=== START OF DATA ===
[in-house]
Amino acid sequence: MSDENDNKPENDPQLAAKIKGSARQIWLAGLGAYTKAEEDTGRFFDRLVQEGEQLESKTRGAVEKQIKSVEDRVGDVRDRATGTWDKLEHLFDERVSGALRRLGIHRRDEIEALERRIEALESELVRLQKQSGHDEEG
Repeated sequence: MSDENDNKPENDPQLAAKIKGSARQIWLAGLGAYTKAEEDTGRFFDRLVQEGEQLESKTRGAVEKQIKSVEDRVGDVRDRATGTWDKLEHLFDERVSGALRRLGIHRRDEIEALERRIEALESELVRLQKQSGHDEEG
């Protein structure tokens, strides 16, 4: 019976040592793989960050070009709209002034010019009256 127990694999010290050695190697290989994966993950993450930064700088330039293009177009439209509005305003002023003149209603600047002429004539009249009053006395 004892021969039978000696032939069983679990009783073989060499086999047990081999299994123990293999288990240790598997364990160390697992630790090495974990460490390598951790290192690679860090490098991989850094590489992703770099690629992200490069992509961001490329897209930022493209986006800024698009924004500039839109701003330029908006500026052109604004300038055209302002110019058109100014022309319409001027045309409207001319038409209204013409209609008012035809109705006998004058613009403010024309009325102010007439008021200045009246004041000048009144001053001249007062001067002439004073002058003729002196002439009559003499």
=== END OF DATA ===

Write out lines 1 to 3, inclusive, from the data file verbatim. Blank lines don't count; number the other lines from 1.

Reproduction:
[in-house]
Amino acid sequence: MSDENDNKPENDPQLAAKIKGSARQIWLAGLGAYTKAEEDTGRFFDRLVQEGEQLESKTRGAVEKQIKSVEDRVGDVRDRATGTWDKLEHLFDERVSGALRRLGIHRRDEIEALERRIEALESELVRLQKQSGHDEEG
Repeated sequence: MSDENDNKPENDPQLAAKIKGSARQIWLAGLGAYTKAEEDTGRFFDRLVQEGEQLESKTRGAVEKQIKSVEDRVGDVRDRATGTWDKLEHLFDERVSGALRRLGIHRRDEIEALERRIEALESELVRLQKQSGHDEEG